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Career

Silver Ferns coach Dame Noeline Taurua on coming home to NZ and her plan of attack for 2020

''I just feel like everything's in front of me. It's really exciting!" says the newly ordained dame.

By Kelly Bertrand
When the Weekly asks Silver Ferns coach Dame Noeline Taurua to describe the last year of her life in a single sentence, she is, uncharacteristically, lost for words.
Anyone who knows Noeline – or Noels, as she's better and more affectionately known – also knows she doesn't believe in word economy.
"I'm not a one-word or one-sentence type of girl!" she laughs.
Eventually, she settles on "humbled. And grateful. And satisfying. And exciting."
It's fair play, really, when you consider her last 12 months. A whirlwind by anyone's measure, and a fairytale according to the nation's netballers, Noeline's story is the stuff of legend.
From being shunned for the top job at Netball New Zealand, to leading a battered and bruised team to a World Cup victory after a 16-year drought and then being made a Dame Companion in the 2019 New Year's Honours List, it's an underdog tale for the ages.
Not that she's thinking too much about that when the Weekly speaks to her at her base in Queensland, Australia.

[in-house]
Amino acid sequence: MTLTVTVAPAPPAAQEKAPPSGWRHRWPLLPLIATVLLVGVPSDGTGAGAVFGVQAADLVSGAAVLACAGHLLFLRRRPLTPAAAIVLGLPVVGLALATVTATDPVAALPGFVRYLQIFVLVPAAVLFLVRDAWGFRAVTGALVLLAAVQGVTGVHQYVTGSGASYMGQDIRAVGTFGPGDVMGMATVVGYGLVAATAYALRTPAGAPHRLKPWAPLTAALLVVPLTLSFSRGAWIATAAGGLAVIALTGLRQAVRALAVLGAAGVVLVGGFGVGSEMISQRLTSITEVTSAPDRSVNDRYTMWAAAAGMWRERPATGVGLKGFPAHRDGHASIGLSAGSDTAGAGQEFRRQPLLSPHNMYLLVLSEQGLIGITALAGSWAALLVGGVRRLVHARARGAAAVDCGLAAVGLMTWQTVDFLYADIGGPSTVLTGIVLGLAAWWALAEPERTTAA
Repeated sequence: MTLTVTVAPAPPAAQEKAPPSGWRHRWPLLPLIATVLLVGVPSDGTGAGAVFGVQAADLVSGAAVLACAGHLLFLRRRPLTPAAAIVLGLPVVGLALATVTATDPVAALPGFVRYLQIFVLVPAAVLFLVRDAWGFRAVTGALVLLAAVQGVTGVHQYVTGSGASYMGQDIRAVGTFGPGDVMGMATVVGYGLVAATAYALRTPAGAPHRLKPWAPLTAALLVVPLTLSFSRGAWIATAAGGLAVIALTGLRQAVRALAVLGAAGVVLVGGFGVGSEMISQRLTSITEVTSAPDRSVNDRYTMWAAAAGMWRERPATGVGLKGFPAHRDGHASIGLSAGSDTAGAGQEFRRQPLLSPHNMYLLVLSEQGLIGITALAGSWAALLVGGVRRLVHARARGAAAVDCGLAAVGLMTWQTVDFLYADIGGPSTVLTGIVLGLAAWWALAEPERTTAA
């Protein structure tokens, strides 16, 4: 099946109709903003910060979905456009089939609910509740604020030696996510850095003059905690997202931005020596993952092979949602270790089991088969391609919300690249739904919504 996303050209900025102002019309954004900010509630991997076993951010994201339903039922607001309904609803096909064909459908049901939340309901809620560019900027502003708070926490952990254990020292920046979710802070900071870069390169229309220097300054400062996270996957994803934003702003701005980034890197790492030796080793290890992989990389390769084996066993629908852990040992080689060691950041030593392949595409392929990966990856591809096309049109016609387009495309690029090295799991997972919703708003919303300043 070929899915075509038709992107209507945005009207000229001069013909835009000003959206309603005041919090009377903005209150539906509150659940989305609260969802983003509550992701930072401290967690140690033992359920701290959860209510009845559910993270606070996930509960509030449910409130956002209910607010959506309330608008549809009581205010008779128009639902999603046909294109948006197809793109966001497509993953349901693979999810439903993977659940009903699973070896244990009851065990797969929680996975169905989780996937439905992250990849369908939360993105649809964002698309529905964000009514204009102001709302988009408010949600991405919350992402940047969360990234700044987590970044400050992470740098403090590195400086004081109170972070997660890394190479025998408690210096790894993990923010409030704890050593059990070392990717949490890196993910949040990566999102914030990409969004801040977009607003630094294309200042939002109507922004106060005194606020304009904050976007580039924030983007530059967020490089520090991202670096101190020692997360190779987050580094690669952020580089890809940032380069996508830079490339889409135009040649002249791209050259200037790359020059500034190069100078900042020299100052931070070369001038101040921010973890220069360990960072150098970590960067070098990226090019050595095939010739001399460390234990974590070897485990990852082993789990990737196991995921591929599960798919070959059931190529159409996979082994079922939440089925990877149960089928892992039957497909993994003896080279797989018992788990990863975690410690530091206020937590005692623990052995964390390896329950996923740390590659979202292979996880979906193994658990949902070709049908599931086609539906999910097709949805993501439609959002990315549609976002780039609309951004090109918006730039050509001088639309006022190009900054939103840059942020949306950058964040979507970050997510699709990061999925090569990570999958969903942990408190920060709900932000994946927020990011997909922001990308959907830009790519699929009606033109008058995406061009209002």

She and husband Ed are in the midst of packing for her long-awaited relocation back to New Zealand after three years of coaching the Sunshine Coast Lightning.
"Moving house is just, euch," she gripes.
"Relocating is an experience in and of itself."
Noeline has coached the Sunshine Coast Lightning for the past three years.
Noeline, a mum of five, can't wait to be back amongst friends and whānau in Aotearoa, and once she, Ed and their four youngest kids are home (the eldest has already moved out) there's a fair bit to do, including figuring out if she'll stay on as Silver Ferns coach past January's Nations Cup in England.
"Yeah, I've really got to sort out what I'm doing in my life," Noeline (51) says, chuckling.
"That's the biggest thing I have to move my headspace into. The kids are relocating too, so they'll be going to a new school, they're so excited to come home.
"This year is a new stage for me, in a special way. I've been away for three years, and so much has happened for me, my family, my career. I just feel like everything's in front of me. It's really exciting!"
While netball fans are eager to see her signature on that contract, Noeline's very clear about her priorities when it comes to deciding her future.
"It definitely comes down to what's required of me on the home front," she tells.